Lauren Mathany, whose twin daughters Hazel and Isla were born 24 weeks into her pregnancy last April and weighed less than two pounds each, said that while the Calmer research had been completed by then, it would have been a reassuring tool for her and her spouse when they went home to sleep or take a shower after doing plenty of hang hugging and skin-to-skin touching.

    “The NICU is the most difficult place to be. It challenges you in every single way,” she said.

    Methany’s children spent over four months at the hospital and were medically fragile when they were bought home but are now thriving at almost a year old.

    Dr. Ran Goldman, who has been a pain researcher at the BC Children’s Hospital Research Institute for 20 years but wasn’t involved with the Calmer study, said the device shows promise because there’s a greater understanding that healing is delayed when pain is part of an infant’s treatment.

    Scientists in the late 1960s believed babies didn’t feel pain but there’s now an increasing understanding that they’re more sensitive to it than older children or adults because their pain-inhibiting mechanisms haven’t fully developed, said Goldman, who is also an emergency room physician at BC Children’s Hospital.

    “Research has shown that babies who suffered pain as neonates do keep this memory later on and respond differently when they get pain experiences later in life,” he said.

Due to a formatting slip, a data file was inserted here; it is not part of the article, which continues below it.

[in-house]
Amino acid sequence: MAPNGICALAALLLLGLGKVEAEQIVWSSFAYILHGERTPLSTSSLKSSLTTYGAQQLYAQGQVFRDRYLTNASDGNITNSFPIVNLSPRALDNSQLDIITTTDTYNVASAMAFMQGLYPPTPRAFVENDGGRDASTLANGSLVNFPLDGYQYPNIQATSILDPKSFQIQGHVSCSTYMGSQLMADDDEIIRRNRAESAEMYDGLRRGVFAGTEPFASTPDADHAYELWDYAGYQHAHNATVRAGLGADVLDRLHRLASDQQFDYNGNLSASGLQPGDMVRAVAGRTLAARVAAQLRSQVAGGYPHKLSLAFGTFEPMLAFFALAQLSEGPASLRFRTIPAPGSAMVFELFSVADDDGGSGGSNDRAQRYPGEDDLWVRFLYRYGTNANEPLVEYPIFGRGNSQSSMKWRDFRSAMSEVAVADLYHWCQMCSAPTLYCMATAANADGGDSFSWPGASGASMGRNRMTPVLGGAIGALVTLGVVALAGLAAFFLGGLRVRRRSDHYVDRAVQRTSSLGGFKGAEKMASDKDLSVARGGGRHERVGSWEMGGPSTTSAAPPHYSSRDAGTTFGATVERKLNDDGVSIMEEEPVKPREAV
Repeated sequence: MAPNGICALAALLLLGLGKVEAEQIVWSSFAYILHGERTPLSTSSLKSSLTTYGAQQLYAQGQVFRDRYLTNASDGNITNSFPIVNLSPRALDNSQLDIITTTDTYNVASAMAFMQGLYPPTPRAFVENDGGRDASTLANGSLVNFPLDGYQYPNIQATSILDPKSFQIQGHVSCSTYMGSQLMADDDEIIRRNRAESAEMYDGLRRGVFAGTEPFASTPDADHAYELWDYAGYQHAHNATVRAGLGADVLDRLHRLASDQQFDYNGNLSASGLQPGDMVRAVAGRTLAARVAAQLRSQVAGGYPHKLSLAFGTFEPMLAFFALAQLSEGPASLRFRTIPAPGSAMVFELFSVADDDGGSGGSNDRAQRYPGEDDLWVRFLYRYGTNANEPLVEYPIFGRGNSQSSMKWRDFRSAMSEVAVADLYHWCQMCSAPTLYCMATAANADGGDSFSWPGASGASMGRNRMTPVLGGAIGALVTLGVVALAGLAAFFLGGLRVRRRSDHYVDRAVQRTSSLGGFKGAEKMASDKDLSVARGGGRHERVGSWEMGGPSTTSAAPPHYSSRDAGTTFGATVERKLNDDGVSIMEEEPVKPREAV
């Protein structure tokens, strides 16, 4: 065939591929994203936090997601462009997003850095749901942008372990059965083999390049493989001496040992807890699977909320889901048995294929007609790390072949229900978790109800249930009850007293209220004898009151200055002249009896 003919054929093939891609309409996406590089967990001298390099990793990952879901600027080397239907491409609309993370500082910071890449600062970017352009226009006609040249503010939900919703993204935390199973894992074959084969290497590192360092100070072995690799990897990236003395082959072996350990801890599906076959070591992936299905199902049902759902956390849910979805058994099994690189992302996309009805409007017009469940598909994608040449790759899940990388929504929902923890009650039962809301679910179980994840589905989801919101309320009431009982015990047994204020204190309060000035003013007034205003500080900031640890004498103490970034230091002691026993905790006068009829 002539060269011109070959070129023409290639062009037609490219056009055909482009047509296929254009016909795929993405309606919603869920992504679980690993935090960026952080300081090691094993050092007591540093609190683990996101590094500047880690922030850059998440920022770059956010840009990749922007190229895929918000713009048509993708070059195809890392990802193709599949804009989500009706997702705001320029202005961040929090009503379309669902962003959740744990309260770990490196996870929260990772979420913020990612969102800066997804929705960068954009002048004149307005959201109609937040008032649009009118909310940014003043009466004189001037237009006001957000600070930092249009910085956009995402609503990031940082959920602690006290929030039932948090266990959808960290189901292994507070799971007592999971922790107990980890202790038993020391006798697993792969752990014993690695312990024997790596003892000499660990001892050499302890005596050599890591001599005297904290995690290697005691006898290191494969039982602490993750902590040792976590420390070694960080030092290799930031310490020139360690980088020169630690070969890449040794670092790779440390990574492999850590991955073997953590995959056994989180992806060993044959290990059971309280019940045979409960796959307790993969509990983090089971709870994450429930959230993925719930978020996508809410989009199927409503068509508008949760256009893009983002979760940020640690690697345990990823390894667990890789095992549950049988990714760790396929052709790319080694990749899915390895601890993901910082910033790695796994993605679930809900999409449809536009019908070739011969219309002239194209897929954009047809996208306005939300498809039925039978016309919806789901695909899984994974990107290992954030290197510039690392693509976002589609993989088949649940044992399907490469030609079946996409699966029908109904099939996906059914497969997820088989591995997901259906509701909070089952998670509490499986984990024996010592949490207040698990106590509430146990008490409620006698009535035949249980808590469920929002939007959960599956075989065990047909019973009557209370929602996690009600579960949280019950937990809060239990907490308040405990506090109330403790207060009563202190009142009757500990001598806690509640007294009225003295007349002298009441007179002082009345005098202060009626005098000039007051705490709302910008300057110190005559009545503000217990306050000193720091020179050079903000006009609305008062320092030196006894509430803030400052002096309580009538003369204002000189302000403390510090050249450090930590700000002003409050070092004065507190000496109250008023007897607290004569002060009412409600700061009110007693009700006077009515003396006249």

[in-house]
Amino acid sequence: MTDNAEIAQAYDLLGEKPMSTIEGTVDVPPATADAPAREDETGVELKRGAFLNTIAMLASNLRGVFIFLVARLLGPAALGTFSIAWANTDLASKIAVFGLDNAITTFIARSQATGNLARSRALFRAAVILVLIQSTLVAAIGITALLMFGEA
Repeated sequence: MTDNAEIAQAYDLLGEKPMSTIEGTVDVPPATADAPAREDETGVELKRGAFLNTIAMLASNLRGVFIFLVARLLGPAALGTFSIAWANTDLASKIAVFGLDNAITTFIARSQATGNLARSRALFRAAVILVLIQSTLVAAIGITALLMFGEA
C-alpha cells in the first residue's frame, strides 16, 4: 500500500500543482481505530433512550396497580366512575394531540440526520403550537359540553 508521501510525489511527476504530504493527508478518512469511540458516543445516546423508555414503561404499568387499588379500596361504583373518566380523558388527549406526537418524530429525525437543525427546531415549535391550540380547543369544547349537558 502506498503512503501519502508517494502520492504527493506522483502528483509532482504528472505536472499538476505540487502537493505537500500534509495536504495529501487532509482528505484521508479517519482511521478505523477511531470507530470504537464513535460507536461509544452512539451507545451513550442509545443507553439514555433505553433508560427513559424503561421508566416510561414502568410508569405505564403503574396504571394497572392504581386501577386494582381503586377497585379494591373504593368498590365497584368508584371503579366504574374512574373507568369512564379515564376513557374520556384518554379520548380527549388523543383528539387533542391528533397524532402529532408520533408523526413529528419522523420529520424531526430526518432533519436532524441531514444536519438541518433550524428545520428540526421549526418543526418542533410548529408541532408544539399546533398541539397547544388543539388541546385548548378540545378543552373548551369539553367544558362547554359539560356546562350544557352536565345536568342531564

— Follow @CamilleBains1 on Twitter.

     

    Camille Bains, The Canadian Press


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    march, 2019

    fri8mar - 30aprmar 85:30 pmapr 30Real Estate Dinner Theatre5:30 pm - (april 30) 10:00 pm

    sat23mar10:00 am- 4:00 pmLet Them Be Little Market10:00 am - 4:00 pm

    sat23mar1:00 pm- 4:00 pmMAGSaturday @ the MuseumMAGnificent Saturdays welcomes all ages and abilities to participate in a fun art project every week! 1:00 pm - 4:00 pm

    sat23mar8:00 pm- 10:30 pmA Night at the Movies8:00 pm - 10:30 pm

    sat23mar8:00 pm- 8:00 pmA Night at the Movies8:00 pm - 8:00 pm

    sat30mar - 31mar 3010:00 ammar 319th Annual Central Alberta Family Expo10:00 am - 5:00 pm (31)

    sat30mar1:00 pm- 4:00 pmMAGSaturday @ the MuseumMAGnificent Saturdays welcomes all ages and abilities to participate in a fun art project every week! 1:00 pm - 4:00 pm